Michael Bernstein | EurekAlert!
Further information:
http://www.acs.org

Further reports about: Coating Coli E. coli McHugh antimicrobial oregano puree

More articles from Life Sciences:

nachricht Research team creates new possibilities for medicine and materials sciences
22.01.2018 | Humboldt-Universität zu Berlin

nachricht Saarland University bioinformaticians compute gene sequences inherited from each parent
22.01.2018 | Universität des Saarlandes

All articles from Life Sciences >>>

The most recent press releases about innovation >>>

Die letzten 5 Focus-News des innovations-reports im Überblick:

Im Focus: Artificial agent designs quantum experiments

On the way to an intelligent laboratory, physicists from Innsbruck and Vienna present an artificial agent that autonomously designs quantum experiments. In initial experiments, the system has independently (re)discovered experimental techniques that are nowadays standard in modern quantum optical laboratories. This shows how machines could play a more creative role in research in the future.

We carry smartphones in our pockets, the streets are dotted with semi-autonomous cars, but in the research laboratory experiments are still being designed by...

Im Focus: Scientists decipher key principle behind reaction of metalloenzymes

So-called pre-distorted states accelerate photochemical reactions too

What enables electrons to be transferred swiftly, for example during photosynthesis? An interdisciplinary team of researchers has worked out the details of how...

Im Focus: The first precise measurement of a single molecule's effective charge

For the first time, scientists have precisely measured the effective electrical charge of a single molecule in solution. This fundamental insight of an SNSF Professor could also pave the way for future medical diagnostics.

Electrical charge is one of the key properties that allows molecules to interact. Life itself depends on this phenomenon: many biological processes involve...

Im Focus: Paradigm shift in Paris: Encouraging an holistic view of laser machining

At the JEC World Composite Show in Paris in March 2018, the Fraunhofer Institute for Laser Technology ILT will be focusing on the latest trends and innovations in laser machining of composites. Among other things, researchers at the booth shared with the Aachen Center for Integrative Lightweight Production (AZL) will demonstrate how lasers can be used for joining, structuring, cutting and drilling composite materials.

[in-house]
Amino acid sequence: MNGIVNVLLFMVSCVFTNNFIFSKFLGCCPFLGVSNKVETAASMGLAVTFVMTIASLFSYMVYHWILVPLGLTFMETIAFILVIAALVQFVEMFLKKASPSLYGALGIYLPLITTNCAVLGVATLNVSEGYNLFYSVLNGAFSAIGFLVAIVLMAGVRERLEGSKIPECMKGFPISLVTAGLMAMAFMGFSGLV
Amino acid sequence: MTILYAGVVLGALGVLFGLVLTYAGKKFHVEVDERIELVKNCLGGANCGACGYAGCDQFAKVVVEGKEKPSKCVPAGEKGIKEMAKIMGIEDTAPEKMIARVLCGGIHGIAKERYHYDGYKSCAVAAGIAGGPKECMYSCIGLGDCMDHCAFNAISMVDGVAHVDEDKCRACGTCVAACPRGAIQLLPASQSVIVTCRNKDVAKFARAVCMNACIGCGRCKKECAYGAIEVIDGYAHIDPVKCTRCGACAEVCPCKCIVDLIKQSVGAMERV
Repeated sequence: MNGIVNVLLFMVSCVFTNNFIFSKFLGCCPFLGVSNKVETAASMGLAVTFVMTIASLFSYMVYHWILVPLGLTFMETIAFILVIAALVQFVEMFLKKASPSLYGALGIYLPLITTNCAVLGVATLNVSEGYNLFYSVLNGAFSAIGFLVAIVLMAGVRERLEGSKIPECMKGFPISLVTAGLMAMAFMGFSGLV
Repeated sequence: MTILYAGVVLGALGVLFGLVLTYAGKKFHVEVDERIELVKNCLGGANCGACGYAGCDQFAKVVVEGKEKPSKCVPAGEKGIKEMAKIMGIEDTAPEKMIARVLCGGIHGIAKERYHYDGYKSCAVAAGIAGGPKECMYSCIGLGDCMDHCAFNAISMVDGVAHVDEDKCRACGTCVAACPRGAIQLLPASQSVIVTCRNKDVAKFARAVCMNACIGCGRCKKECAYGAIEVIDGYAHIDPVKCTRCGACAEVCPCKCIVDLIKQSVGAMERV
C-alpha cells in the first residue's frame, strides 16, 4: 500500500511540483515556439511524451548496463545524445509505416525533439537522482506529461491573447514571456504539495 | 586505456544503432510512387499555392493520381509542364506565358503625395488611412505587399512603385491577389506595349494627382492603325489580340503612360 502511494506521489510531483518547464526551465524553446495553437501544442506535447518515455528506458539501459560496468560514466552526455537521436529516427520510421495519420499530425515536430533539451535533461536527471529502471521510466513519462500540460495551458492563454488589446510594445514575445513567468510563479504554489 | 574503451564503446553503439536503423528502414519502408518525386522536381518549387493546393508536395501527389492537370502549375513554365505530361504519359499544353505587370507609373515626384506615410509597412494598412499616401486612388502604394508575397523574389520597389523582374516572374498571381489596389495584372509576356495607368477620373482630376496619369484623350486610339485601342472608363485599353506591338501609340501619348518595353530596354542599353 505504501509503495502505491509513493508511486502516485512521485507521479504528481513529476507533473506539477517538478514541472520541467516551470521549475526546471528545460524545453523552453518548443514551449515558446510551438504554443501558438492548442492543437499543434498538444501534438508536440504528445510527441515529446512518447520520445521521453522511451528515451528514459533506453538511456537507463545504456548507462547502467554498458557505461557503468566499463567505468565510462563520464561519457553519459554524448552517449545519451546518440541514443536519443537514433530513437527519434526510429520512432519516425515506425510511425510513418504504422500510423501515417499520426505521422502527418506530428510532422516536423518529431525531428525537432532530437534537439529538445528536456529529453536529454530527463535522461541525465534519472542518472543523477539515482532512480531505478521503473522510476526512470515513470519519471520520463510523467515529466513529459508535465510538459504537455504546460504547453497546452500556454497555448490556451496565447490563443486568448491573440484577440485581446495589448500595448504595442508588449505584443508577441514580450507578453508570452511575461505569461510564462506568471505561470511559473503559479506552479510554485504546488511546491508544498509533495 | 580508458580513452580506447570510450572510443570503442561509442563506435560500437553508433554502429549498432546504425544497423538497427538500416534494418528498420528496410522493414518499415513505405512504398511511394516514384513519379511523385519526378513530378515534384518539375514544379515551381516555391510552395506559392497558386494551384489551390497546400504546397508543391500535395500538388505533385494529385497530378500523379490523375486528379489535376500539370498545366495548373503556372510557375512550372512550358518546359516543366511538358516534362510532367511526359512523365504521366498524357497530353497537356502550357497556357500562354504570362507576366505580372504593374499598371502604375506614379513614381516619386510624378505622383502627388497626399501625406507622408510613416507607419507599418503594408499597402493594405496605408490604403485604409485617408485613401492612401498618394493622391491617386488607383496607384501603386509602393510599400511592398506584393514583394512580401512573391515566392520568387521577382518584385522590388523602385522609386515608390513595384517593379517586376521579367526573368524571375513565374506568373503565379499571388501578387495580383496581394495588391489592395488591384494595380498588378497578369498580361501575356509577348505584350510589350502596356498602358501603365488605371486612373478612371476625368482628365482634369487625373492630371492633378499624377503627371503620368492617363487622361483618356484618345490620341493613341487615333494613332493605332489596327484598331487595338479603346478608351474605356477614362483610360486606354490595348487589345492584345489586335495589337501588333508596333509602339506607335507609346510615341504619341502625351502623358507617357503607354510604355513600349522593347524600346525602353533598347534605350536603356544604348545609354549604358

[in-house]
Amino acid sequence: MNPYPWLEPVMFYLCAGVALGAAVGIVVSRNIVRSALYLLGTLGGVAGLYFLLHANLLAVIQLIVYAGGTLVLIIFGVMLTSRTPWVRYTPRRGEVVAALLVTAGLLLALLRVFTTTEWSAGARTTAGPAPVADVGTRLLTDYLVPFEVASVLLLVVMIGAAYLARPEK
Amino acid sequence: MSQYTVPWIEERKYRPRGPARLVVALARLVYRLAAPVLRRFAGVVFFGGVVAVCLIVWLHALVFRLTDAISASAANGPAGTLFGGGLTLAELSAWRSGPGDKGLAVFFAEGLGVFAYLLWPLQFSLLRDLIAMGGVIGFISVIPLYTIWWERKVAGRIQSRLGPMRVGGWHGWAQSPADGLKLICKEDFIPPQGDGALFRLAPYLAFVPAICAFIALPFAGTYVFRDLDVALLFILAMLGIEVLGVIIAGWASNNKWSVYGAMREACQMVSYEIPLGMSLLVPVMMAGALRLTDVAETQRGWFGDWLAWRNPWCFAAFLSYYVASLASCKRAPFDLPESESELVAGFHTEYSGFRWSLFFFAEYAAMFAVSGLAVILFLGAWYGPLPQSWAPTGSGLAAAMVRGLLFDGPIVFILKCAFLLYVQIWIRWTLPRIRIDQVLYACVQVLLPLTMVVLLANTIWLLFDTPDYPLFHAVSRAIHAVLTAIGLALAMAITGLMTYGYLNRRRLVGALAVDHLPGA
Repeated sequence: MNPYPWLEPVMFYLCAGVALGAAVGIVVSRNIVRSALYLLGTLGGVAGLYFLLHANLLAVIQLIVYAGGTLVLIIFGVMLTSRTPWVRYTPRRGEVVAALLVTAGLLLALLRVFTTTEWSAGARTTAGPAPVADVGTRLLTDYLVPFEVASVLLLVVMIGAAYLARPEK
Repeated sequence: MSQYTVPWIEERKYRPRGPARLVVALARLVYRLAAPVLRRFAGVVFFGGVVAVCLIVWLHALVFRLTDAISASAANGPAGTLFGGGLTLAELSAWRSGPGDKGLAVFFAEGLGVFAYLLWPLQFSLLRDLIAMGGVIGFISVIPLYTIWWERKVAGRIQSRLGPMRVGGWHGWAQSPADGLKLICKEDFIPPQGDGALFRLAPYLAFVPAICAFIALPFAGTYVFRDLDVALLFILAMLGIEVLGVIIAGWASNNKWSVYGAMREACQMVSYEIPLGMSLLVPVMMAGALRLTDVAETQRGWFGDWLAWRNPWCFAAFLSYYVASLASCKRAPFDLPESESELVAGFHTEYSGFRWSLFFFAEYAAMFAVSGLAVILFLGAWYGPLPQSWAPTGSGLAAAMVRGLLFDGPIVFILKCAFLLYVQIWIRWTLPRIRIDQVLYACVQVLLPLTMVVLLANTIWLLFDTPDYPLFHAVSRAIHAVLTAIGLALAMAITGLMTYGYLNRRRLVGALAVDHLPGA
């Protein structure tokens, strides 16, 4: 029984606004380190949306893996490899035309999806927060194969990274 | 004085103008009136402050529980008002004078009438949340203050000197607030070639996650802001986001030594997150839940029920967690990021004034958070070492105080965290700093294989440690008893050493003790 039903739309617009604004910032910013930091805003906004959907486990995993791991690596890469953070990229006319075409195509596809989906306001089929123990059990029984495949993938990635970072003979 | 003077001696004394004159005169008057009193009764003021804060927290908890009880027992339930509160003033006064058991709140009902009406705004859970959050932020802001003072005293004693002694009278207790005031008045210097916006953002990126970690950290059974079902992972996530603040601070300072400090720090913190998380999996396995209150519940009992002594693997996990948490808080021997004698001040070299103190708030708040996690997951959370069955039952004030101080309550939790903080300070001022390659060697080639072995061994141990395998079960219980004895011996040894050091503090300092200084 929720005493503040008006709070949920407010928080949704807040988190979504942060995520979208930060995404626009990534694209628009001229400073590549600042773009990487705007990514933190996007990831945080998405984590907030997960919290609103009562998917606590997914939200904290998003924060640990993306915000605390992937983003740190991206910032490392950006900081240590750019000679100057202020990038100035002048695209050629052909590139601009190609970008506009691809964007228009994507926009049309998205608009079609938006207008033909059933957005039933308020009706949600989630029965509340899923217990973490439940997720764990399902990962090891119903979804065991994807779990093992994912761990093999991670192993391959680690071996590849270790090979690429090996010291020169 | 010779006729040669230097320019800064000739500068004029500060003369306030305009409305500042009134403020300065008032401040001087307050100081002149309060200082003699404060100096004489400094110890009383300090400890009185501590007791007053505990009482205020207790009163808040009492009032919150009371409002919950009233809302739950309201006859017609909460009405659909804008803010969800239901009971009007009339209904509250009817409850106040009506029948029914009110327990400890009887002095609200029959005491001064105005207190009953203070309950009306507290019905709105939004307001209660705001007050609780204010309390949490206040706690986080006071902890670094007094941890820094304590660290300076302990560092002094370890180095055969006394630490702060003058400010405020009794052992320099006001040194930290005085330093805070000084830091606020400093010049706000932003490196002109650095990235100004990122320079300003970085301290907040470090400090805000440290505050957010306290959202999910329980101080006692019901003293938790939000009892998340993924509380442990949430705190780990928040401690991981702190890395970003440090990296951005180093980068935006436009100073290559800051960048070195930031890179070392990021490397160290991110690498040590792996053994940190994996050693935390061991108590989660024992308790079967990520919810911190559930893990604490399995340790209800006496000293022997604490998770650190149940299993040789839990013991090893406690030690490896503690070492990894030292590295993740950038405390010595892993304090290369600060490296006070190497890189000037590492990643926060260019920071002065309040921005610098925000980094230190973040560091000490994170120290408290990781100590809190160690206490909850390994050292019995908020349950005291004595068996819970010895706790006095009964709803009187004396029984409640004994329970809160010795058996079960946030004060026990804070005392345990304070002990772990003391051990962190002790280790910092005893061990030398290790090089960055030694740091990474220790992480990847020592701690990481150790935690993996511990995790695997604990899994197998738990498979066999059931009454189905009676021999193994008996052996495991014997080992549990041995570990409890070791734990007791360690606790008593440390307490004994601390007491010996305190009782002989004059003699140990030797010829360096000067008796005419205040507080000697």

No other industry has attracted as much public attention to composite materials as the automotive industry, which along with the aerospace industry is a driver...

Im Focus: Room-temperature multiferroic thin films and their properties

Scientists at Tokyo Institute of Technology (Tokyo Tech) and Tohoku University have developed high-quality GFO epitaxial films and systematically investigated their ferroelectric and ferromagnetic properties. They also demonstrated the room-temperature magnetocapacitance effects of these GFO thin films.

Multiferroic materials show magnetically driven ferroelectricity. They are attracting increasing attention because of their fascinating properties such as...

All Focus news of the innovation-report >>>

Anzeige

Anzeige

Event News

10th International Symposium: “Advanced Battery Power – Kraftwerk Batterie” Münster, 10-11 April 2018

08.01.2018 | Event News

See, understand and experience the work of the future

11.12.2017 | Event News

Innovative strategies to tackle parasitic worms

08.12.2017 | Event News

 
Latest News

Thanks for the memory: NIST takes a deep look at memristors

22.01.2018 | Materials Sciences

Radioactivity from oil and gas wastewater persists in Pennsylvania stream sediments

22.01.2018 | Earth Sciences

Saarland University bioinformaticians compute gene sequences inherited from each parent

22.01.2018 | Life Sciences

VideoLinks Wissenschaft & Forschung
Overview of more VideoLinks >>>